Private Equity’s Outlook Is Mixed as They Prepare for Headwinds

Some PE firms will be able to raise cash and attract talent, while others will struggle as investors become more selective in backing new funds.

Illustration by II

Illustration by II

As private equity firms bear the burden of continued macroeconomic challenges and rocky markets, managers anticipate declining returns, dampened fundraising, and broken deals.

According to Investec’s 2022 GP trends survey, private equity managers continue to prepare their portfolios for difficult market conditions, even as they remain relatively optimistic in their ability to deploy capital and raise money for new funds. The survey included respondents from over 150 private equity firms from July to August 2022.

Private equity firms believe they are facing some grim economic realities. Seventy-one percent of respondents said they expect rising inflation and interest rates to dampen the availability of financing for deals, and 55 percent said they expect more “covenant” — or contract — breaches in the next 12 months.

In preparation for a continued bear market, private equity managers are pumping up the liquidity. Thirty-six percent of respondents said that they’re thinking about increasing liquidity in their portfolios by lowering leverage multiples as a way to navigate “cash hurdles” amid interest rate hikes.

Nearly half of GP respondents said they expect their asset valuations to be lower in the next year than they were in 2021. Forty-one percent of respondents said they’ve already seen “broken deal processes” — failed mergers and acquisitions — in the past year.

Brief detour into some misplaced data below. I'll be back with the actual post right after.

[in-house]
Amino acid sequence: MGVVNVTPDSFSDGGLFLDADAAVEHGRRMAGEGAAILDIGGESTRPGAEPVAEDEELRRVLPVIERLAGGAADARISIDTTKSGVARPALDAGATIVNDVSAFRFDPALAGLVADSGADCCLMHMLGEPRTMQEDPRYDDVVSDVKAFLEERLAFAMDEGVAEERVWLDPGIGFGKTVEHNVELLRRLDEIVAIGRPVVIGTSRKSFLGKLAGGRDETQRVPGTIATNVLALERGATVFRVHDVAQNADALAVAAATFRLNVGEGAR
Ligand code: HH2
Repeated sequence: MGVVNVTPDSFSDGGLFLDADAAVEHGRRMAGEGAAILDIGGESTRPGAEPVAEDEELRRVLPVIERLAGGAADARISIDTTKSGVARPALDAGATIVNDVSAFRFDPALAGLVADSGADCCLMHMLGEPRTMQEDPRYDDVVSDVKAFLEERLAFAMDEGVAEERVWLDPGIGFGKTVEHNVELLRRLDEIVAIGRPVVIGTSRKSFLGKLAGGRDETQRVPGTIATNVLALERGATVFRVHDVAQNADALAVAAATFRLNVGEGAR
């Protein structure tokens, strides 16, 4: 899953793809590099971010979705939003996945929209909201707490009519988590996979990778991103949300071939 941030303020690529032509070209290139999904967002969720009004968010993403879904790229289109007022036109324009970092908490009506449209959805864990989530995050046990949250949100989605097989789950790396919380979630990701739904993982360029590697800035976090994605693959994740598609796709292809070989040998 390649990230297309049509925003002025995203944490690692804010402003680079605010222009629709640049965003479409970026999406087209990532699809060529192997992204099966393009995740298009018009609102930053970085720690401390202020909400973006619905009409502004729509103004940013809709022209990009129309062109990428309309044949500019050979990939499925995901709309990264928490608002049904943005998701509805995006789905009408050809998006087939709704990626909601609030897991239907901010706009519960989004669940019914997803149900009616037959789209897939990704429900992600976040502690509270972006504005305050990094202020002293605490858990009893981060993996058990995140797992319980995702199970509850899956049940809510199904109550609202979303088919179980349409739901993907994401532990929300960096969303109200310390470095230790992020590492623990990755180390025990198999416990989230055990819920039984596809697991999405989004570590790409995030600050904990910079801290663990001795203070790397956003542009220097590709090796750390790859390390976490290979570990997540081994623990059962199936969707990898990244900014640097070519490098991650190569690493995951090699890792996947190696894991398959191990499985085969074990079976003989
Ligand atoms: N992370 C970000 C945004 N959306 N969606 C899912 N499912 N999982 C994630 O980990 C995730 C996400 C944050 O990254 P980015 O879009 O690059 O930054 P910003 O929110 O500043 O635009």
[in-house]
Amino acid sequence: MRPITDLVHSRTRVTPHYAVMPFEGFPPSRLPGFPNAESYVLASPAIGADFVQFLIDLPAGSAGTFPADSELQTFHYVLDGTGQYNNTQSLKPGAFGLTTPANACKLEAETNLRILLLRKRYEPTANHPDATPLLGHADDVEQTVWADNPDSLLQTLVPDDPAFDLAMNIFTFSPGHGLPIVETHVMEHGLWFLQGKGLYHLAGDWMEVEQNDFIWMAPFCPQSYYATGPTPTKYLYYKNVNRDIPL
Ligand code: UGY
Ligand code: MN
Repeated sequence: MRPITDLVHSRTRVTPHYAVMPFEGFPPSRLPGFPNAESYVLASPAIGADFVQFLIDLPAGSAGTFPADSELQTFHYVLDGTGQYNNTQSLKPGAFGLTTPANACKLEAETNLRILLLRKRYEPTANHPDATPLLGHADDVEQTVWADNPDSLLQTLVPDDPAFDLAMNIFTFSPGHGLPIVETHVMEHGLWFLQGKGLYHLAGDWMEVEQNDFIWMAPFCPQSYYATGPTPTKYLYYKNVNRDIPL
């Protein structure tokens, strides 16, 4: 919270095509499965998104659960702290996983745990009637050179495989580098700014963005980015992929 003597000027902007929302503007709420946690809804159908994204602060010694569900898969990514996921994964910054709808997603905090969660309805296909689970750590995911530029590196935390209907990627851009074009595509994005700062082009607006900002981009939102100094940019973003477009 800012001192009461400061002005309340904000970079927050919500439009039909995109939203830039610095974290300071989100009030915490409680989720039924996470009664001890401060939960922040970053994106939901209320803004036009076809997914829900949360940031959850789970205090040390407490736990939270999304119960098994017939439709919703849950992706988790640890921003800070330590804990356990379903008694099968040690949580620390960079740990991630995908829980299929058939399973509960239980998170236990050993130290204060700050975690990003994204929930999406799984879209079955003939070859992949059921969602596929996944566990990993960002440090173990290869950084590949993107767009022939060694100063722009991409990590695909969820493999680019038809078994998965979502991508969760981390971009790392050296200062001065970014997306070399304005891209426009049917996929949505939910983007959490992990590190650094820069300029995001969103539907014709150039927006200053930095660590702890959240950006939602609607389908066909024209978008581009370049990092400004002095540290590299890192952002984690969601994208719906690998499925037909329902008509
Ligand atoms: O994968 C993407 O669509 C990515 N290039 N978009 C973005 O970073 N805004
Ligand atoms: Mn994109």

“This picture stands in stark contrast to the red-hot markets of 2021, when assets were flying off the shelves, liquidity was abundant, and valuations [were] full,” the report said.

GPs are divided in their outlook on return potential in the coming months. Nearly half (47 percent) of firms said that they expect their returns to beat their 2021 numbers in the next two years. This sentiment is especially strong among larger funds, with 63 percent of respondents anticipating returns in the next two years that will be superior to what they saw last year. However, over half of the respondents expected their returns to be flat or to decline over the same time horizon.

“These splits in the market could have long-term implications for the shape of the industry,” the report said. “Some firms will be able to continue securing and deploying capital and attracting talent, but others may struggle as investors take a more selective approach to backing new funds and [favor] established names with long-term track records.”

Nevertheless, GPs are “cautiously optimistic,” the report said. Forty-six percent of respondents said they expect the size of their next fund to exceed its predecessor by 25 percent to 50 percent in size. One-fifth even expect their next fund to beat the previous one in size by anywhere from 50 percent to 100 percent. From the group of GPs that expect larger fundraising figures in the coming months, 73 percent said they also expect to deploy more capital in the next year.